A cigar that doesn't draw well is as annoying as people talking on their cell phones during a movie.  What causes a cigar to draw hard can be attributed to a number of things.  From poor construction like the tobacco leaves being bunched up by an inexperienced roller, to poor storage or humidor environment which can lead to a very moist or very dry cigar.  Regardless, if you have a cigar that draws poorly you can fix it… Sometimes.

Remember always; cheap cigars are not only made from less exotic or fine tobaccos, they are probably constructed by inexperienced or poor rollers as well.  The use of less attractive filler leaves, stems, or remains from other cigars can certainly affect the draw of a cigar.  Paying $3 or $4 for a cigar, or say around $60 for a box, probably is buying you a cheap cigar.  In the case of a box, maybe 3 or 5 will not smoke well.  That’s just commercial life, and accept the inevitability of the numbers.  But, that $250 box of Fuentes should have none, or at most one, that will not smoke well. 

Anyway, the first thing you should do is to take the cigar and roll it in your fingers gently. If you have big burly callused fingers then put the cigar in a bag and roll it around. This can help to loosen some of the knots inside. This should be done slowly and carefully as you might crack or rip the wrapper. If that fails, then you can insert a skewer or straightened clothes hanger into the cigar through the top to the bottom. This common trick will usually open the cigar up. Again, be careful as you can poke a hole through the side of the cigar, rendering it useless.  If all else fails just throw the thing away. It isn't worth trying to save. Try another cigar from the same box, and if the problem persists then you can either let them sit in a humidor for a while, which sometimes can help out a lot, return them to your vendor, or accept the inevitability of the numbers.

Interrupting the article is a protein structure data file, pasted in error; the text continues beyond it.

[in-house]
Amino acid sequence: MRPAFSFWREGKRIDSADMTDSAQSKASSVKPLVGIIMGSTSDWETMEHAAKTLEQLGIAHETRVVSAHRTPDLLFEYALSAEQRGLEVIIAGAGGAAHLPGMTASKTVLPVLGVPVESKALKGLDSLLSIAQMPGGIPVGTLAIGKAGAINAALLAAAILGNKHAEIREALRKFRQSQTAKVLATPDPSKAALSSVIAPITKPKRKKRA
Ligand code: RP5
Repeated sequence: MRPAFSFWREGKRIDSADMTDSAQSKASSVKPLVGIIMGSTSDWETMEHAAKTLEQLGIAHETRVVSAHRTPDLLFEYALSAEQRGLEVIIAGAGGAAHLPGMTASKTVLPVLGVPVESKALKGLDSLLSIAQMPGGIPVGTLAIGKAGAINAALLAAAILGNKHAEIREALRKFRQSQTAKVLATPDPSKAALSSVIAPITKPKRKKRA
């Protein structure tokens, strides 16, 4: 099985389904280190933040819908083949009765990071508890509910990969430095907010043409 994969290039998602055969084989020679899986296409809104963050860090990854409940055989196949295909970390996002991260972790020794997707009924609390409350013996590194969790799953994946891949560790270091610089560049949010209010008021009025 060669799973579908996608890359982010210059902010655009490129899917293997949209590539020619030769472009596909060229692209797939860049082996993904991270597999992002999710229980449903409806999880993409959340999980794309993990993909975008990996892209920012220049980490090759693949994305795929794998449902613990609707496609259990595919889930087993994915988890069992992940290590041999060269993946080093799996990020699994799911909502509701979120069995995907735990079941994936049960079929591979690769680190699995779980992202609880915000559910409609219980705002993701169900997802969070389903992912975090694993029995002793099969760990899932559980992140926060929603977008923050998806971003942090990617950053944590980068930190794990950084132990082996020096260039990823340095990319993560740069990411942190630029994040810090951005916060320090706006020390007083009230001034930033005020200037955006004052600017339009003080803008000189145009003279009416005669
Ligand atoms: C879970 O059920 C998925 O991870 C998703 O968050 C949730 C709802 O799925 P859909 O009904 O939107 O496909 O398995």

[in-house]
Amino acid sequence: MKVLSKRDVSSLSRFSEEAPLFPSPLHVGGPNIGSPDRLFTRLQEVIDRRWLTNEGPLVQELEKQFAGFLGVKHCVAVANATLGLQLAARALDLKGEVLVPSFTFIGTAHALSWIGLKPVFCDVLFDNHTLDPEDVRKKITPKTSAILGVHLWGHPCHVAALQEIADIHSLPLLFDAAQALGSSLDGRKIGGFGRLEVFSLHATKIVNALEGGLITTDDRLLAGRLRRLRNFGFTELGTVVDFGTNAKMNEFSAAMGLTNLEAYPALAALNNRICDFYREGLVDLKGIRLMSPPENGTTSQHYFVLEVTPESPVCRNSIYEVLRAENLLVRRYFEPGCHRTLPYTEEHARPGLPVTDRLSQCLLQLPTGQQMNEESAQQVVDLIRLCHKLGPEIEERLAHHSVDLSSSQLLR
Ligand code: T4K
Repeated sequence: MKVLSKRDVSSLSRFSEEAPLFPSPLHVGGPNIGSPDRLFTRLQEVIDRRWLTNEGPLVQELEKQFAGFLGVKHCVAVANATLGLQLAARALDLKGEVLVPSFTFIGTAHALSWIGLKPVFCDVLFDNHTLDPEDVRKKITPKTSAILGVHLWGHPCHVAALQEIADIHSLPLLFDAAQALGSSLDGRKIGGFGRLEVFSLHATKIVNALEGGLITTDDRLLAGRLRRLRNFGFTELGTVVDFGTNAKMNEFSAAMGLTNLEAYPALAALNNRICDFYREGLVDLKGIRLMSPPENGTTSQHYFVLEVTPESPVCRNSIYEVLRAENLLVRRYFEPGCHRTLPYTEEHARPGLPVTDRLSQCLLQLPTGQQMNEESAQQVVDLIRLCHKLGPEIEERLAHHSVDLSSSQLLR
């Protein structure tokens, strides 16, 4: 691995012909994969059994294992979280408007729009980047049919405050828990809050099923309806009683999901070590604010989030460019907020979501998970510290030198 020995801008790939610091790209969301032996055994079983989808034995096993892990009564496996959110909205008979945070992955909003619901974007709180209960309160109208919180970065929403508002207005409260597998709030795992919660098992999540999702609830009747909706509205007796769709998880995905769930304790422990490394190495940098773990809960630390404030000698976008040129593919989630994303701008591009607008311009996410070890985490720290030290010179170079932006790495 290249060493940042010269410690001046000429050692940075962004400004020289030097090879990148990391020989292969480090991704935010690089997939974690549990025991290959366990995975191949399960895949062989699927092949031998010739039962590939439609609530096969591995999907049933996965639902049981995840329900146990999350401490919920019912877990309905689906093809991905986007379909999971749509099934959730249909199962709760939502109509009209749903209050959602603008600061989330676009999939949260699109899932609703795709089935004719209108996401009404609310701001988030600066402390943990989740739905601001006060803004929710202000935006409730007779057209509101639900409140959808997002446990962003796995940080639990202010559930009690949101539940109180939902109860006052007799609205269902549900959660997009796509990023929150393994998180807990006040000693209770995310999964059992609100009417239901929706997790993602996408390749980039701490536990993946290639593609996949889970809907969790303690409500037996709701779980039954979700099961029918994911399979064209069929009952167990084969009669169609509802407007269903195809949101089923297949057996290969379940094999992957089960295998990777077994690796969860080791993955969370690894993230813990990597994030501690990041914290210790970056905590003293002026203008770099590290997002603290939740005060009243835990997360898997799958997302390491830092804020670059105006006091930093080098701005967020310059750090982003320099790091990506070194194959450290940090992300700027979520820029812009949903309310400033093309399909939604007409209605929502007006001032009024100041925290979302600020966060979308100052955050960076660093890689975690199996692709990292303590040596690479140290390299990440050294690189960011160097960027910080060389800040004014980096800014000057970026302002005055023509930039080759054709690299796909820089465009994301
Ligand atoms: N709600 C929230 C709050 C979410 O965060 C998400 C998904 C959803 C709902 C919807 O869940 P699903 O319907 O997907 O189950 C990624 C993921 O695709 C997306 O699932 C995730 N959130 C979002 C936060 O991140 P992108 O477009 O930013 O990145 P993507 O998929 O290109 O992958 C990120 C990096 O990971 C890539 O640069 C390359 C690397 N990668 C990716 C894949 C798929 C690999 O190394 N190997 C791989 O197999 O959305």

This Cigar Doesn't Suck...